Pressure Sores

Overview

Definition

A pressure injury is damage to the skin and the tissue below it. It is due to long term pressure or friction on the skin.

It often forms over bony areas such as:

  • Hips and buttocks
  • Ankles
  • Shoulder blades
  • Heels of the feet
  • Back of the head
  • Elbows
  • Ears

Untreated pressure injuries can get worse. They need treatment right away.

A Pressure Injury Can Penetrate to the Bone
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Causes

Prolonged pressure slows or blocks blood flow to the skin. This can cause damage to the skin. Some areas of skin will die and can cause serious illness.

Risk Factors

This condition is more common in older adults and those with:

  • Limited movement—using a wheelchair or being in bed for a long time
  • Problems feeling pain or discomfort
  • Low body weight
  • Swelling or water retention
  • Dry skin

Long term health conditions that increase the risk of pressure injuries include:

  • Anemia
  • Infection
  • Incontinence
  • Poor circulation
  • Neuropathy
  • Dementia
  • Cancer
  • Diabetes
  • Stroke

SymptomsandDiagnosis

Symptoms

Symptoms of a pressure injury may include:

  • Warmth or swelling
  • Skin that looks red or purple
  • Pain or itching of the skin
  • Blistering, sores, skin breakdown, or drainage

Diagnosis

The doctor will ask about symptoms and past health. A physical exam will be done.

Tests may include:

  • Test of tissue and fluid from the wound
  • Blood tests
  • X-ray
  • Bone scan

Treatments

Treatment

The goal of treatment is to avoid further injury and heal the wound.Talk to your doctor about the best treatment plan for you.

Proper care will let the wound heal. Steps may include:

  • Relieving pressure to the area. This can include change in positions and support tools.
  • Special bandages to clean out and protect the wound. Regular cleaning of wound and area around it.
  • Medicine to prevent infection and help the tissue heal. May be applied to the area or taken as pills.

Surgery may be need for large wounds. The doctor can remove dead tissue to let the area heal faster. Skin can also be taken from another area of the body to help close large wounds.

Prevention

To ease pressure on the skin:

  • Change position every:
    • 2 hours - in bed
    • 1 hour - in a wheelchair
  • Talk to the doctor about raising the head of the bed.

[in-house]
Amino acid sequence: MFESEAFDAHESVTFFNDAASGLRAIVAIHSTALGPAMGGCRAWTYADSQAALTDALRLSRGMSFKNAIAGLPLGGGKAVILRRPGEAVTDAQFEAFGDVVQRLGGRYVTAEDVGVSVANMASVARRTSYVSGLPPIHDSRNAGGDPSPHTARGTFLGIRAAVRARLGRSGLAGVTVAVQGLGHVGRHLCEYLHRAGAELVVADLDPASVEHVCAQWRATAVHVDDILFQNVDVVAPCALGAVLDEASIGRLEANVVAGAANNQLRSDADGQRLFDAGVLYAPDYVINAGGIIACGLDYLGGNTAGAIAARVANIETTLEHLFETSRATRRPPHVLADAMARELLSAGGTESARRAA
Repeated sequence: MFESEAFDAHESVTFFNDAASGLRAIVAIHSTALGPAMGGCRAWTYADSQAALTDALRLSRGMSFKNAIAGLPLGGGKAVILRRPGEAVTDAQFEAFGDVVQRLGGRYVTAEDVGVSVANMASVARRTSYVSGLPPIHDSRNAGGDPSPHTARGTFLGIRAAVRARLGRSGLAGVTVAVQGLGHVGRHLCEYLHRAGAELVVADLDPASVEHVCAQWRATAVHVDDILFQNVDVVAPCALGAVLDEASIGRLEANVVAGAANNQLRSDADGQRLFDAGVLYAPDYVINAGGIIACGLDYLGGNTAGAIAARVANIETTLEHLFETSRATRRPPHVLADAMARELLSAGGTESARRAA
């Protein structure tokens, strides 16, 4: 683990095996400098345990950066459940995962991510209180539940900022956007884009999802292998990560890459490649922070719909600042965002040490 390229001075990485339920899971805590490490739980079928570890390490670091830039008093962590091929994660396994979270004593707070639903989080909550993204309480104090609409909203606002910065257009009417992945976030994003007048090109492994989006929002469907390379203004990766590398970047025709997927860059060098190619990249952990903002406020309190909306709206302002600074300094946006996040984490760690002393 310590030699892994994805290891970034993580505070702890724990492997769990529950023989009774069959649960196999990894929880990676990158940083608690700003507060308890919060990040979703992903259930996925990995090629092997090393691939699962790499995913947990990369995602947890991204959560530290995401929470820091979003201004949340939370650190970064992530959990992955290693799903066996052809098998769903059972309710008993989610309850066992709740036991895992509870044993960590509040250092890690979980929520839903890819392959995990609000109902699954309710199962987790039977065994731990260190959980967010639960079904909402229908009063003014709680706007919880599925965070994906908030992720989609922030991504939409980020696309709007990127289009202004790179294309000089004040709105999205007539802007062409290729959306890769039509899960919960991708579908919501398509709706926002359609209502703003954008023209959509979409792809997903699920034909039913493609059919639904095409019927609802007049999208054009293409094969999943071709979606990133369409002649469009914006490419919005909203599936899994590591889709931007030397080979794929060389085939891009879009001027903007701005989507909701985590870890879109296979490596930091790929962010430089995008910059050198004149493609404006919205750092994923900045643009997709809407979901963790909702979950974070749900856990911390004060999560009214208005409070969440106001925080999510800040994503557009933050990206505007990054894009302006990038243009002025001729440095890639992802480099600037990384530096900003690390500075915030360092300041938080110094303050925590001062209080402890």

• Do not sit or lay squarely on the hip.
  • Put a pillow under the calves of the legs or between the knees.
  • Talk to the doctor about special mattresses and cushions.

Wounds are less likely to happen in healthy skin. Steps for healthy skin include:

  • Check the skin daily for problems.
  • Keep the skin clean and dry.
  • Use creams to protect and moisturize the skin.

This content is reviewed regularly and is updated when new and relevant evidence is made available. This information is neither intended nor implied to be a substitute for professional medical advice. Always seek the advice of your physician or other qualified health provider prior to starting any new treatment or with questions regarding a medical condition.

Edits to original content made by Denver Health.

a (Pressure Sores; Pressure Ulcers; Bed Sores; Decubitus Ulcers)

RESOURCES

Family Doctor—American Academy of Family Physicians https://familydoctor.org 

National Pressure Ulcer Advisory Panel http://www.npuap.org 

CANADIAN RESOURCES

Health Canada https://www.canada.ca 

The College of Family Physicians of Canada http://www.cfpc.ca 

References

Alderden, J, Rondinelli, J, Pepper, G, et al. Risk factors for pressure injuries among critical care patients: A systematic review. Int J Nurs Stud. 2017 Jun;71:97-114.

Pressure injury of the skin and soft tissue. EBSCO DynaMed website. Available at: https://www.dynamed.com/condition/pressure-injury-of-the-skin-and-soft-tissue#GUID-726E7C43-DD36-4E0E-A1A1-47E498C1C3D9. Accessed December 21, 2020.

Pressure injury stages. National Pressure Ulcer Advisory Panel website. Available at: https://npiap.com/page/PressureInjuryStages . Accessed December 21, 2020.

Taking care of pressure sores. University of Washington Medicine website. Available at: sci.washington.edu/info/pamphlets/pressure%5Fsores.asp. Updated December 21, 2020.